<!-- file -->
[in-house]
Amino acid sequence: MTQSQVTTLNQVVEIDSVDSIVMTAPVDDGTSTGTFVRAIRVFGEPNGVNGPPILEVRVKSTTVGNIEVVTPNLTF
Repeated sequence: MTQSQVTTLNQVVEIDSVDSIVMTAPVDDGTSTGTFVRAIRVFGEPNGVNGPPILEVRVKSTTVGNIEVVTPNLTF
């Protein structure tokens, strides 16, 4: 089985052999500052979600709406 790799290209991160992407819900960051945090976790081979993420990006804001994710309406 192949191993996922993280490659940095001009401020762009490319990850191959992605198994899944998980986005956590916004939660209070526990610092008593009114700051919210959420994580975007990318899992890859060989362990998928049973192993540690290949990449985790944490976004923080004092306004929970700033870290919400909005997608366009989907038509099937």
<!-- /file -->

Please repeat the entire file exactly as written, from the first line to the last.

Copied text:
[in-house]
Amino acid sequence: MTQSQVTTLNQVVEIDSVDSIVMTAPVDDGTSTGTFVRAIRVFGEPNGVNGPPILEVRVKSTTVGNIEVVTPNLTF
Repeated sequence: MTQSQVTTLNQVVEIDSVDSIVMTAPVDDGTSTGTFVRAIRVFGEPNGVNGPPILEVRVKSTTVGNIEVVTPNLTF
């Protein structure tokens, strides 16, 4: 089985052999500052979600709406 790799290209991160992407819900960051945090976790081979993420990006804001994710309406 192949191993996922993280490659940095001009401020762009490319990850191959992605198994899944998980986005956590916004939660209070526990610092008593009114700051919210959420994580975007990318899992890859060989362990998928049973192993540690290949990449985790944490976004923080004092306004929970700033870290919400909005997608366009989907038509099937």